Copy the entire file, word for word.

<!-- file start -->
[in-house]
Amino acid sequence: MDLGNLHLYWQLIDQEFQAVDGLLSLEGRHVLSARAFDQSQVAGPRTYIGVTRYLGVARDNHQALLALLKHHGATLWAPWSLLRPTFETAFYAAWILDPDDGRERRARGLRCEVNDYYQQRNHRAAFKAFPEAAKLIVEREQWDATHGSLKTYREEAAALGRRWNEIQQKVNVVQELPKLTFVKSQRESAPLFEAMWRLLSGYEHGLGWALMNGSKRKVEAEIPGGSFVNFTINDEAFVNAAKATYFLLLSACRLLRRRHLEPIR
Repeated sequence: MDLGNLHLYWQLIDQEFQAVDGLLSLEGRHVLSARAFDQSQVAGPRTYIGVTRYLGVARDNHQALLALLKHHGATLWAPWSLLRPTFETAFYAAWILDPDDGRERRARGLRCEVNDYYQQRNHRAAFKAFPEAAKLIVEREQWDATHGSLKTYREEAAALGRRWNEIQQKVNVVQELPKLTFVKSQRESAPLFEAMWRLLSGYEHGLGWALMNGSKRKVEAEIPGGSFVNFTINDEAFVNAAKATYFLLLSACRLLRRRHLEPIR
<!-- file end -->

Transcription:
[in-house]
Amino acid sequence: MDLGNLHLYWQLIDQEFQAVDGLLSLEGRHVLSARAFDQSQVAGPRTYIGVTRYLGVARDNHQALLALLKHHGATLWAPWSLLRPTFETAFYAAWILDPDDGRERRARGLRCEVNDYYQQRNHRAAFKAFPEAAKLIVEREQWDATHGSLKTYREEAAALGRRWNEIQQKVNVVQELPKLTFVKSQRESAPLFEAMWRLLSGYEHGLGWALMNGSKRKVEAEIPGGSFVNFTINDEAFVNAAKATYFLLLSACRLLRRRHLEPIR
Repeated sequence: MDLGNLHLYWQLIDQEFQAVDGLLSLEGRHVLSARAFDQSQVAGPRTYIGVTRYLGVARDNHQALLALLKHHGATLWAPWSLLRPTFETAFYAAWILDPDDGRERRARGLRCEVNDYYQQRNHRAAFKAFPEAAKLIVEREQWDATHGSLKTYREEAAALGRRWNEIQQKVNVVQELPKLTFVKSQRESAPLFEAMWRLLSGYEHGLGWALMNGSKRKVEAEIPGGSFVNFTINDEAFVNAAKATYFLLLSACRLLRRRHLEPIR